So what’s new?

“These new guidelines contain hands-on information aimed at food producers, machine equipment developers and plant designers who need to comply with the latest food hygiene regulations. The old versions of these guidelines focused primarily on milk production, thus limiting the possible applications of these guidelines. The renewed guidelines also cover the production of other liquid foods and high acid products like fruit juices. They provide practical technical frameworks that include a wide array of topics ranging from general considerations regarding the applied pasteurisation and sterilisation techniques to hygienic process design and technical matters concerning effective flow diversion, recirculation and cleaning and control processes. All information is presented in line with the new EHEDG guidelines format that structures information into categories like design, production and maintenance aspects. For those who want to go one step further, these guidelines also contain useful information on techniques to optimise energy efficiency and minimise maintenance intervals.

Do these renewed guidelines cover everything we must know?

“There’s always more to know, but these publications are very comprehensive. They contain guidelines that help readers to make sure that correct temperatures and processing conditions are maintained, that any unacceptable deviation in key process variables results in an automatic flow diversion or shutdown and that the production process is stopped before fouling becomes significant or before thermophilic bacteria growth becomes too intensive. The guidelines relate to the importance of hygienic design in the different stages of the pasteurisation and sterilisation processes. The guideline on pasteurisation, for example, states that the process equipment downstream of the holding tube must be hygienically designed and hence cleanable, possible to disinfect and bacteria tight. This guideline furthermore offers means to prevent the risk of mixing pasteurised and unpasteurised products. Moreover, both of these guidelines even include practical guidelines on how to utilise hygienic design principles to tackle specific regional legislation requirements.”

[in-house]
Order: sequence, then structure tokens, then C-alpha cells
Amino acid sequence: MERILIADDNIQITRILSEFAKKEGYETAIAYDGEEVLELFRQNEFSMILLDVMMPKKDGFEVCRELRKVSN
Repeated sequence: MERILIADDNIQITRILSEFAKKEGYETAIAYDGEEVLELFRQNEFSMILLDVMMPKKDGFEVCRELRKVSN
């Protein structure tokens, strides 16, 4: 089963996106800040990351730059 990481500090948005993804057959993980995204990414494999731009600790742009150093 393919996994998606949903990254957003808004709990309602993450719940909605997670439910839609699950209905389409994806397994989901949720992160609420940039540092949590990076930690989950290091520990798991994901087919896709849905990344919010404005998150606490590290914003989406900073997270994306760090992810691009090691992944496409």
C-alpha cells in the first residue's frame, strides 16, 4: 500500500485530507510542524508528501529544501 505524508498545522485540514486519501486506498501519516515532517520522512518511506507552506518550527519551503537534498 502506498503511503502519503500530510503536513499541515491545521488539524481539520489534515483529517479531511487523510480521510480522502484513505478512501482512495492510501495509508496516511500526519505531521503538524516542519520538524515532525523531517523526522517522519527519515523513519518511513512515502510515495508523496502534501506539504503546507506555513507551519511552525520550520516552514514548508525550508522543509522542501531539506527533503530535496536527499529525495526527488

You mentioned energy efficiency. How sustainable is hygienic design?

“Energy efficient solutions in general, and heat recovery techniques in particular, are becoming more and more important for food producers. They are willing to invest in new techniques to optimise efficiency - not only to save energy, water, and chemicals but also to maximise their productivity by minimising cleaning time intervals and waste. Hygienic design offers many possibilities to save energy and minimise downtime. These guidelines contain several chapters that help EHEDG community members to make sustainable choices to minimise contamination risks and to save energy and money. The guidelines illustrate that investing in hygienic design solutions is economically viable. By applying hygienic design we can shorten CIP times, make the production more efficient by overall increasing availability and reduce the total cost of production. Since investing in hygienic design improves overall efficiency, it’s is a cost saving investment it. It also avoids recalls and public health hazards.”